What you need to know about the new overdraft rules
New rules to make overdrafts easier to manage have come into force today. Here’s what you need to know.
The changes brought in from Wednesday by the Financial Conduct Authority (FCA) mean that someone’s “available balance” or “available funds” can no longer include their overdraft.
The measures make it clearer that overdrafts are a form of credit rather than a customer’s own money – and also help to tackle confusion that may lead consumers to accidentally dip into their overdraft.
The changes are part of a wide-ranging shake-up of overdrafts, which from April 6 2020 will also see new pricing rules introduced.
From April 6, banks and building societies will be stopped from charging higher prices for unarranged overdrafts than for arranged overdrafts.
Fixed fees for borrowing through an overdraft will also be banned next year.
And banks and building societies will be required to advertise arranged overdraft prices with an APR (annual percentage rate) to help customers compare them against other products.
Some providers have already been announcing new single overdraft charges as they prepare to comply with the rules coming into force next year.
Nationwide Building Society introduced a blanket rate of 39.9% across its adult current account range in November – and HSBC, First Direct and M&S Bank will impose the same rate from March 14 2020 – leading some commentators to say that being charged 40% to go in the red could become “the new normal”.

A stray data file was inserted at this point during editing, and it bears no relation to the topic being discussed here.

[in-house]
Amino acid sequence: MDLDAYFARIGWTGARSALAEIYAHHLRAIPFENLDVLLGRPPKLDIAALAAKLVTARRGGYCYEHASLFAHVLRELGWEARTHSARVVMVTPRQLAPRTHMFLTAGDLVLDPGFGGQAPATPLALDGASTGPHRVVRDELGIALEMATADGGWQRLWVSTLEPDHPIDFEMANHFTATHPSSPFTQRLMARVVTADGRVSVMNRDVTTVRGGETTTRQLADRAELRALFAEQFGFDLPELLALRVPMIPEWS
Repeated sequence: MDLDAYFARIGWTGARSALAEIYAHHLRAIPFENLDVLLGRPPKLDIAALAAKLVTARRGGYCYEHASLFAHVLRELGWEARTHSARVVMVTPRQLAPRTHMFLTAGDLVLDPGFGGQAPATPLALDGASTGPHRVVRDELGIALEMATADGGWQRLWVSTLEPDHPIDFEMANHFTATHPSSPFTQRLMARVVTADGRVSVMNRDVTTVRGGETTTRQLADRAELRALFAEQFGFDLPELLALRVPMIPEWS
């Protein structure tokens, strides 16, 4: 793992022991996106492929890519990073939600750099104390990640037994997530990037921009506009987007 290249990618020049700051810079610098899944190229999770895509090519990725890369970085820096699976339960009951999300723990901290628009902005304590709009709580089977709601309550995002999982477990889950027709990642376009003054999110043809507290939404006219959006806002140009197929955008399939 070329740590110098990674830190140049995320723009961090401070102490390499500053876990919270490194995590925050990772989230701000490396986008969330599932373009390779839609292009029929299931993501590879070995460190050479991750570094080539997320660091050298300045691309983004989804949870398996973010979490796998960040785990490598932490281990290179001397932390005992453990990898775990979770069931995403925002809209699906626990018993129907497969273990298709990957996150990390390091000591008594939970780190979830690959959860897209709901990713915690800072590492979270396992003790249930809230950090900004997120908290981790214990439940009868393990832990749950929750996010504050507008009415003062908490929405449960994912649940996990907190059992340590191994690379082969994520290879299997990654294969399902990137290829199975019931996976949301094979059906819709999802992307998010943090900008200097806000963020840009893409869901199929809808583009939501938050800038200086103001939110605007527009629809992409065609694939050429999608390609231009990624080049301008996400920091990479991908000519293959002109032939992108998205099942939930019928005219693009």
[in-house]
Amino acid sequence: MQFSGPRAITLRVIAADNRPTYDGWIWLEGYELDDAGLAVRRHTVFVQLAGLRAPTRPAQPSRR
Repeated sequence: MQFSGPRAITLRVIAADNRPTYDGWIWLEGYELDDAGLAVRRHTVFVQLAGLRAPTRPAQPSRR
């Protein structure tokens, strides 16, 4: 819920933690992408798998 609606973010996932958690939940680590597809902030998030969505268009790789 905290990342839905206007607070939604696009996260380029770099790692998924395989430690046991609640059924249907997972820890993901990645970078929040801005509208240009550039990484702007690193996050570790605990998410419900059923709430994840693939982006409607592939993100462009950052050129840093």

What does it mean?
Some people who stick within their authorised limit, but spend long periods being heavily overdrawn, could find they end up paying more in charges, while those who sometimes slip into an unauthorised overdraft, or who do not go overdrawn very often or by very much, may find they pay less.
Around 14 million people use an unarranged overdraft each year.
Will I pay more or less?
The FCA expects to see the cost of borrowing £100 through an unarranged overdraft fall from a typical £5 per day to under 10p per day.
A typical arranged overdraft user uses it to borrow less than £250 for seven days each month.
The charges from mainstream banks and building societies for this overdraft, before the FCA’s intervention, ranged from just over 80p per month to just under £7 per month.
The complexity of different banks’ overdraft charging structures has made it hard for customers to understand how much they would pay.
Going forward, a £250 overdraft over seven days could cost around £1.65, assuming the bank prices it at 39.9%.
If a customer uses a £1,000 arranged overdraft all month, and an unarranged overdraft of £100 for five days, they could be charged around £40 to £60 per month by some providers.
But if the bank or building society charges at 39.9% this would cost around £30.
From July 2020, the FCA will also require firms to publish a range of overdraft pricing details to highlight the charges people are paying.
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